The purpose of this committee is to provide strategic direction to the project, within which the project manager can work. Accordingly, it should meet regularly - monthly is about the norm - and all decisions should be minuted. At each meeting, progress should be reported and compared with the plan. Any significant deviation should be discussed and, if necessary, the plan may be changed. Similarly, changes in resources and priorities need to be discussed and significant amendments agreed. If these require formal signature by key individuals, this can be accomplished at the same time;

  • user committee. This is composed of representatives of each of the areas affected by the system. The members of the committee should all have a good knowledge of their area, and be able to understand the impact, of any changes to the system, on their area. Members will, typically, be senior members of their department, or young, rising managers. The role of this committee is to be heavily involved with the configuring and / or testing process. They need to agree, with the supplier's representatives, the detailed design of the system and supporting procedures. They also need to agree the content of all acceptance, and user, tests, and ensure that they are properly undertaken and checked. This committee, with the project manager, are responsible for implementing the system, within any constraints laid down by the steering committee, so the selection of the appropriate individuals, who must make adequate time available, is very important. As an example, a recent implementation of a Tier 2 ERP system, in a manufacturing environment, with significant internal procedure changes, had a user committee of 6 working almost full-time for 4 to 6 months but, at the end of that time, they all had a detailed knowledge of the operation of many parts of the business, and are now making a significant contribution across the business;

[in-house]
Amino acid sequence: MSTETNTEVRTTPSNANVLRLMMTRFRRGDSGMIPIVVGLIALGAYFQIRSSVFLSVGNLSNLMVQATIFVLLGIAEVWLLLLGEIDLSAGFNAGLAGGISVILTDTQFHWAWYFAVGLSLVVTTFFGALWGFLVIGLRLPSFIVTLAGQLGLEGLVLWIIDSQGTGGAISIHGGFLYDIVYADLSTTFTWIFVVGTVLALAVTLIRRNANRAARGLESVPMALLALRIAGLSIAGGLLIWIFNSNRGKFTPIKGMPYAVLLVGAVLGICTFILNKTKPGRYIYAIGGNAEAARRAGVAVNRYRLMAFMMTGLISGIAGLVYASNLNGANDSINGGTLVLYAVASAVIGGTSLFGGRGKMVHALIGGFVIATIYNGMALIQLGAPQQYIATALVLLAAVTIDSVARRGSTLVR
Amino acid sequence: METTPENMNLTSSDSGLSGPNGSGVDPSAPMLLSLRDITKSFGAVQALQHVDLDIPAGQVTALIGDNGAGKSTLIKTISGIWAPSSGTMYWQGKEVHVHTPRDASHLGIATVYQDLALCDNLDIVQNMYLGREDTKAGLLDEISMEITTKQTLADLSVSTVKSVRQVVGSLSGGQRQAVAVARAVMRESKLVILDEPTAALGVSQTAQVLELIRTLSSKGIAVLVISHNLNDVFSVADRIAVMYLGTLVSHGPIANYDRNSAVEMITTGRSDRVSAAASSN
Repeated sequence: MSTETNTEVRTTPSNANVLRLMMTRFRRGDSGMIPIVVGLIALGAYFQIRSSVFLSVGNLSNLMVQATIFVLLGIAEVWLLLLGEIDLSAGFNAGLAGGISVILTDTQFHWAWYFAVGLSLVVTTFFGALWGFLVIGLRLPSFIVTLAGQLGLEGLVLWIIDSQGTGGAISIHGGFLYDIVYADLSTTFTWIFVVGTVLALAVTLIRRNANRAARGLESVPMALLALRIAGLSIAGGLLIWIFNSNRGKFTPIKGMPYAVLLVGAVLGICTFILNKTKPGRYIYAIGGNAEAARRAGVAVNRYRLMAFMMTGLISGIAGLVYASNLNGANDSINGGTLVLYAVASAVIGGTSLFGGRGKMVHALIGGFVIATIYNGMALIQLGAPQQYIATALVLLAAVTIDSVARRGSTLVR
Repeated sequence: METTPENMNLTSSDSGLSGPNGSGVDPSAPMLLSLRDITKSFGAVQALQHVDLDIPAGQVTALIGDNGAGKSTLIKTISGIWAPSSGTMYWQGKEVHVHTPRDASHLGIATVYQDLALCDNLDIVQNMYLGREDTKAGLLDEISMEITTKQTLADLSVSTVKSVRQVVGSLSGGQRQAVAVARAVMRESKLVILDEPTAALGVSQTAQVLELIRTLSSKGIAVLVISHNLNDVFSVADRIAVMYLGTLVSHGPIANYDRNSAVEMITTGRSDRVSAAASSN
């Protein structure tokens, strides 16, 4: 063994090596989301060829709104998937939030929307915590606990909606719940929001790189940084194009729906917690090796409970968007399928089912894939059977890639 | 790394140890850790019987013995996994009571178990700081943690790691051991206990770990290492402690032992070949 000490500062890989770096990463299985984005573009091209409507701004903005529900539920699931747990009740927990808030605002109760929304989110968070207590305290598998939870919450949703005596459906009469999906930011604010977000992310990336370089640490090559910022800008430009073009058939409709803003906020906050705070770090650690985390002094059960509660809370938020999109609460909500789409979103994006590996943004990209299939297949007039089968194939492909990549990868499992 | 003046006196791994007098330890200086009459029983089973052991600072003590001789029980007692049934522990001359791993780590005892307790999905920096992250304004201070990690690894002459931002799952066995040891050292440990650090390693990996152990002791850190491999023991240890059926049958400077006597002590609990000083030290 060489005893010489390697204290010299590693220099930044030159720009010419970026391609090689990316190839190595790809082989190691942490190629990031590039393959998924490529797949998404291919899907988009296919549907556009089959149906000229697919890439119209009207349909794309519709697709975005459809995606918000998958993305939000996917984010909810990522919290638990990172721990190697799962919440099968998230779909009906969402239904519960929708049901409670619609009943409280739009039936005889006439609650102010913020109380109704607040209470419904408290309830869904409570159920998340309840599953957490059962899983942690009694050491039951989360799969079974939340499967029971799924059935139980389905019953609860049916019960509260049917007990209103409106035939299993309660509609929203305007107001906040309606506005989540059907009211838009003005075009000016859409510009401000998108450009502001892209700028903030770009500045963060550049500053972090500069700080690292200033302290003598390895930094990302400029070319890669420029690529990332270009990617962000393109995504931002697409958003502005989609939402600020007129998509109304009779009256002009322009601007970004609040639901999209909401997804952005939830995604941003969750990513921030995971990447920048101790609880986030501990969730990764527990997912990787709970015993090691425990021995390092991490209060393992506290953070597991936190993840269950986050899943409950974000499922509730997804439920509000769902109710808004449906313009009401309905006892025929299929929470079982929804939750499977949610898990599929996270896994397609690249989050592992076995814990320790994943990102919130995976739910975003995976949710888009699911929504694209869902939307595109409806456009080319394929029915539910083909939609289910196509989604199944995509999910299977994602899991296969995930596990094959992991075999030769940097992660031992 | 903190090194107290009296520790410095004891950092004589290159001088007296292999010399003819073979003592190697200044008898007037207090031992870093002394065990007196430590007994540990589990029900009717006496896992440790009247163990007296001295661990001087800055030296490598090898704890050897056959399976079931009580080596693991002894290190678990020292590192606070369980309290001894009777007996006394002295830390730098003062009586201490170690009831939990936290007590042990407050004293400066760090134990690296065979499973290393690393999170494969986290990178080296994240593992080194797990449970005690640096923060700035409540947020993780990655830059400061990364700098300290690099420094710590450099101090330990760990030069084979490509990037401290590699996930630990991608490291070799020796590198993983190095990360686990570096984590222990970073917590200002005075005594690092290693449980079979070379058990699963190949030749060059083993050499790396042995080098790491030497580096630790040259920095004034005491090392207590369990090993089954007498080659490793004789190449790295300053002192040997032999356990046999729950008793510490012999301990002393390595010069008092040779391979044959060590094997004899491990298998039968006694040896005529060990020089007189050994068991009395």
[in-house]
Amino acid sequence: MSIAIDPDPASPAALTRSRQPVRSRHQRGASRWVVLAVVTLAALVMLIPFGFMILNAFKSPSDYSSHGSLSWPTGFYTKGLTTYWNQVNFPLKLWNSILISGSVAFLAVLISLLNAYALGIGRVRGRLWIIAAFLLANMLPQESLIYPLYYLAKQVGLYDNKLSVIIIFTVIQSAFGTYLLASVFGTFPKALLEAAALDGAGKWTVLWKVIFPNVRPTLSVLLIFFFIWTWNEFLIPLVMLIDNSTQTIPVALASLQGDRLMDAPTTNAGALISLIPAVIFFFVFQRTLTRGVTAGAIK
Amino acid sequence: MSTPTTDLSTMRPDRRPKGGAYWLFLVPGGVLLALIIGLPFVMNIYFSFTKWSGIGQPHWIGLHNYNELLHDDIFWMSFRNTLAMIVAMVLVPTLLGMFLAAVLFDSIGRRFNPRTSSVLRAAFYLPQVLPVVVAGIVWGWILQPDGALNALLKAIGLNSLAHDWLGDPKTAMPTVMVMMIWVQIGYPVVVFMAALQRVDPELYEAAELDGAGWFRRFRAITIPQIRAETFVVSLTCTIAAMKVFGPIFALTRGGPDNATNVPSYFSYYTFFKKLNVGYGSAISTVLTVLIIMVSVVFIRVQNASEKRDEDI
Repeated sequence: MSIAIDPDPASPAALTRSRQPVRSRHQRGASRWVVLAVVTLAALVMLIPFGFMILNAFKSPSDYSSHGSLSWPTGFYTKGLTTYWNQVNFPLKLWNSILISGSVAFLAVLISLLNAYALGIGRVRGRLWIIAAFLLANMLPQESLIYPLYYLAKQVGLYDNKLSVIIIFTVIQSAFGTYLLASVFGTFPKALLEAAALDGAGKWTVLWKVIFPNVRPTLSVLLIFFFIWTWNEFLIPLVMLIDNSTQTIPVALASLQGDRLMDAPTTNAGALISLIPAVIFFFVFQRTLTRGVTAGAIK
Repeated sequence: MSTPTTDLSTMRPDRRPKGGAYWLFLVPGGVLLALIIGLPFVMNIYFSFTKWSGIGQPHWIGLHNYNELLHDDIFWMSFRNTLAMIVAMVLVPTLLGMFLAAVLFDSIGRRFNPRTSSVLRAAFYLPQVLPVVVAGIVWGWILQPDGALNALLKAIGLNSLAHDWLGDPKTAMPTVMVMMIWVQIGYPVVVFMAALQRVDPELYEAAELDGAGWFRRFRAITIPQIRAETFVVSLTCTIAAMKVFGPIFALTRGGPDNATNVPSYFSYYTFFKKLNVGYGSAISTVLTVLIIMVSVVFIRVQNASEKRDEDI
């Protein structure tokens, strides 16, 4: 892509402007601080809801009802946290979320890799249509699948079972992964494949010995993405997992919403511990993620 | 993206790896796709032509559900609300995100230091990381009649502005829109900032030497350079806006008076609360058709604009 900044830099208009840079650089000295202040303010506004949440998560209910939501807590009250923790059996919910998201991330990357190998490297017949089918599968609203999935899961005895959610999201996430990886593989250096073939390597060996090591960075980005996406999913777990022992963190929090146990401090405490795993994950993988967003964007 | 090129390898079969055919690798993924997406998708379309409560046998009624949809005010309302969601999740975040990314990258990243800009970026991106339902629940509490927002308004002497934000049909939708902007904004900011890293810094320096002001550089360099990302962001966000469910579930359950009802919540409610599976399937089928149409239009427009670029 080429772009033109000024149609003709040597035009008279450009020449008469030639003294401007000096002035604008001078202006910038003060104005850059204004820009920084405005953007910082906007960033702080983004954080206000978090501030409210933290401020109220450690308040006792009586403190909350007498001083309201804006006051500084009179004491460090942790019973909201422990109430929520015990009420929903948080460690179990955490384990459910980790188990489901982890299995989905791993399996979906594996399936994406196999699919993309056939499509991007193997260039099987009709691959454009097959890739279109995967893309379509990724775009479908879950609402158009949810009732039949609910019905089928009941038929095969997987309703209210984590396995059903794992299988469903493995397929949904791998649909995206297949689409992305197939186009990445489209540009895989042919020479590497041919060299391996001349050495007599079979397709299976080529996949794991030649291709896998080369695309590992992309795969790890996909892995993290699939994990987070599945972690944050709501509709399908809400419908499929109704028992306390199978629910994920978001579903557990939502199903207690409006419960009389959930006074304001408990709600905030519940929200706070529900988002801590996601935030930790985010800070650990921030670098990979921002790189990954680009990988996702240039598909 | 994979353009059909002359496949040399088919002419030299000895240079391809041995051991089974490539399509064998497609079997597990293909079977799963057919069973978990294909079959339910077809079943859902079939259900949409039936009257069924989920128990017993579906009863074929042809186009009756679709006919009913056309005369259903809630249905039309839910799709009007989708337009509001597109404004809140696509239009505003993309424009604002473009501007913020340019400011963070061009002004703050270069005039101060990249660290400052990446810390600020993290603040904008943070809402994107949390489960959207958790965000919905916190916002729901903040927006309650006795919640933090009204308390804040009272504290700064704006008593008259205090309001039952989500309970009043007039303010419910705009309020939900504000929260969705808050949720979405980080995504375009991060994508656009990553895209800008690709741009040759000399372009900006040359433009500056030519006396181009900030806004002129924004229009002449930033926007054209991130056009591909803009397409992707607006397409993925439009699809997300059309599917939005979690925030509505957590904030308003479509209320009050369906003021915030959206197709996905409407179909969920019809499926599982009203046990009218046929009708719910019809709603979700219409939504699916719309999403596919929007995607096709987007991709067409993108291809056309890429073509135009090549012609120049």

• project management software. There is a variety of project management software available and, while it is not essential for the successful running of a project, it is a useful tool, and a convenient way of recording, and displaying, important information. Depending on the size of the project, it may also be appropriate to undertake Critical Path Analysis (aka PERT), which may be included in the package.

  • progress meetings. These are meetings held by the two project managers, with appropriate personnel from each side, such as implementation team leaders from the supplier, and members of the user committee, from the customer. This meeting, which is minuted, records detailed progress and problems. Where the problems can be resolved at this level, they are. If they can't be, they are referred upwards, to the steering committee.

The basic objective of using the software is to support the implementation plan, by holding it, and much of the information on which it is based, on the system, recording progress, and highlighting forthcoming problems and key events.

There is much more which can be discussed on this subject, but, currently, this is only a brief overview;

As an indication of some of the work topics which have to be covered, we have extracted a list of tasks, which have to be undertaken by the customer, from a proposal, and included them as a page of this site (see Tasks). We have also identified which ones are the responsibility of the project manager and included a typical Terms of Reference if an external consultant was to undertake the task.